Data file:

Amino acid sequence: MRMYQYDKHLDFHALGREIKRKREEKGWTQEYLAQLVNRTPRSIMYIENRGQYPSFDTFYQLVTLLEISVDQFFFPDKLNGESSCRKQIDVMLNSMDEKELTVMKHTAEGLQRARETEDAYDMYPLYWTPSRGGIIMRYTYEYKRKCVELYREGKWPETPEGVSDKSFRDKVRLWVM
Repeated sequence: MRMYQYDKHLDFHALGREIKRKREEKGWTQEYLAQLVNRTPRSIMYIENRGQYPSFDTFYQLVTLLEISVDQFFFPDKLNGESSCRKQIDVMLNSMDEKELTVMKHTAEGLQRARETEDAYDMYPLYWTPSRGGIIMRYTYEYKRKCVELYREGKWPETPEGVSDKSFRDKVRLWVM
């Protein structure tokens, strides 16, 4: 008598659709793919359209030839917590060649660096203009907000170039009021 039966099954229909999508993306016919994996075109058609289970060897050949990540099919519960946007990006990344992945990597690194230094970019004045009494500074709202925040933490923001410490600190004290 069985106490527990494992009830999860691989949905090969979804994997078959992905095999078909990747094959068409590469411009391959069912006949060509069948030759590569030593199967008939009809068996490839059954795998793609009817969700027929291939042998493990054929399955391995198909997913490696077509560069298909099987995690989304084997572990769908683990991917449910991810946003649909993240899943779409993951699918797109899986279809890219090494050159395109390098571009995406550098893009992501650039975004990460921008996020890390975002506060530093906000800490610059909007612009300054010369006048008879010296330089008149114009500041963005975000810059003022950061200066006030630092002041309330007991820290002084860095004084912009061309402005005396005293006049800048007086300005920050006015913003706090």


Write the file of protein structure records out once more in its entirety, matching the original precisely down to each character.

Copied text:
Amino acid sequence: MRMYQYDKHLDFHALGREIKRKREEKGWTQEYLAQLVNRTPRSIMYIENRGQYPSFDTFYQLVTLLEISVDQFFFPDKLNGESSCRKQIDVMLNSMDEKELTVMKHTAEGLQRARETEDAYDMYPLYWTPSRGGIIMRYTYEYKRKCVELYREGKWPETPEGVSDKSFRDKVRLWVM
Repeated sequence: MRMYQYDKHLDFHALGREIKRKREEKGWTQEYLAQLVNRTPRSIMYIENRGQYPSFDTFYQLVTLLEISVDQFFFPDKLNGESSCRKQIDVMLNSMDEKELTVMKHTAEGLQRARETEDAYDMYPLYWTPSRGGIIMRYTYEYKRKCVELYREGKWPETPEGVSDKSFRDKVRLWVM
């Protein structure tokens, strides 16, 4: 008598659709793919359209030839917590060649660096203009907000170039009021 039966099954229909999508993306016919994996075109058609289970060897050949990540099919519960946007990006990344992945990597690194230094970019004045009494500074709202925040933490923001410490600190004290 069985106490527990494992009830999860691989949905090969979804994997078959992905095999078909990747094959068409590469411009391959069912006949060509069948030759590569030593199967008939009809068996490839059954795998793609009817969700027929291939042998493990054929399955391995198909997913490696077509560069298909099987995690989304084997572990769908683990991917449910991810946003649909993240899943779409993951699918797109899986279809890219090494050159395109390098571009995406550098893009992501650039975004990460921008996020890390975002506060530093906000800490610059909007612009300054010369006048008879010296330089008149114009500041963005975000810059003022950061200066006030630092002041309330007991820290002084860095004084912009061309402005005396005293006049800048007086300005920050006015913003706090």